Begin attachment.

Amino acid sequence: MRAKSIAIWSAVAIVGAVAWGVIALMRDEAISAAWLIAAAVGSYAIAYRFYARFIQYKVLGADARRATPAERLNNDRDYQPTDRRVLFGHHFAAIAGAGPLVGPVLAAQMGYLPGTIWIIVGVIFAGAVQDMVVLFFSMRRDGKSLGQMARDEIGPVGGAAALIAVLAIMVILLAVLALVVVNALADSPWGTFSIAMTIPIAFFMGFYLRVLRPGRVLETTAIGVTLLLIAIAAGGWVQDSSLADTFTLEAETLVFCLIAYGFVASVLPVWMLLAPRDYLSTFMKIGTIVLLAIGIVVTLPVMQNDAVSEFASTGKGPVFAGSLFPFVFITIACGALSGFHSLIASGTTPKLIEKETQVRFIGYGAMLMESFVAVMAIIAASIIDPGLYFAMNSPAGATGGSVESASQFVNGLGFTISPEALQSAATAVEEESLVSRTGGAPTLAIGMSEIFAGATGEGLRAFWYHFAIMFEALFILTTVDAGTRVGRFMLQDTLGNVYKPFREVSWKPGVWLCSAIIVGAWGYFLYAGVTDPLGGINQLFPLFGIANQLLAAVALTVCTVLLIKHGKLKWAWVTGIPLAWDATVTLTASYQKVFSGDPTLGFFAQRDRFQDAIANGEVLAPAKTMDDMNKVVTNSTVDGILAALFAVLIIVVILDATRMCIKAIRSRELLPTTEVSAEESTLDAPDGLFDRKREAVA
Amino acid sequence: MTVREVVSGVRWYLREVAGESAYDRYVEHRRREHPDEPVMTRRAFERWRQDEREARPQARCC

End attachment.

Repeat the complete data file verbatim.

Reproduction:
Amino acid sequence: MRAKSIAIWSAVAIVGAVAWGVIALMRDEAISAAWLIAAAVGSYAIAYRFYARFIQYKVLGADARRATPAERLNNDRDYQPTDRRVLFGHHFAAIAGAGPLVGPVLAAQMGYLPGTIWIIVGVIFAGAVQDMVVLFFSMRRDGKSLGQMARDEIGPVGGAAALIAVLAIMVILLAVLALVVVNALADSPWGTFSIAMTIPIAFFMGFYLRVLRPGRVLETTAIGVTLLLIAIAAGGWVQDSSLADTFTLEAETLVFCLIAYGFVASVLPVWMLLAPRDYLSTFMKIGTIVLLAIGIVVTLPVMQNDAVSEFASTGKGPVFAGSLFPFVFITIACGALSGFHSLIASGTTPKLIEKETQVRFIGYGAMLMESFVAVMAIIAASIIDPGLYFAMNSPAGATGGSVESASQFVNGLGFTISPEALQSAATAVEEESLVSRTGGAPTLAIGMSEIFAGATGEGLRAFWYHFAIMFEALFILTTVDAGTRVGRFMLQDTLGNVYKPFREVSWKPGVWLCSAIIVGAWGYFLYAGVTDPLGGINQLFPLFGIANQLLAAVALTVCTVLLIKHGKLKWAWVTGIPLAWDATVTLTASYQKVFSGDPTLGFFAQRDRFQDAIANGEVLAPAKTMDDMNKVVTNSTVDGILAALFAVLIIVVILDATRMCIKAIRSRELLPTTEVSAEESTLDAPDGLFDRKREAVA
Amino acid sequence: MTVREVVSGVRWYLREVAGESAYDRYVEHRRREHPDEPVMTRRAFERWRQDEREARPQARCC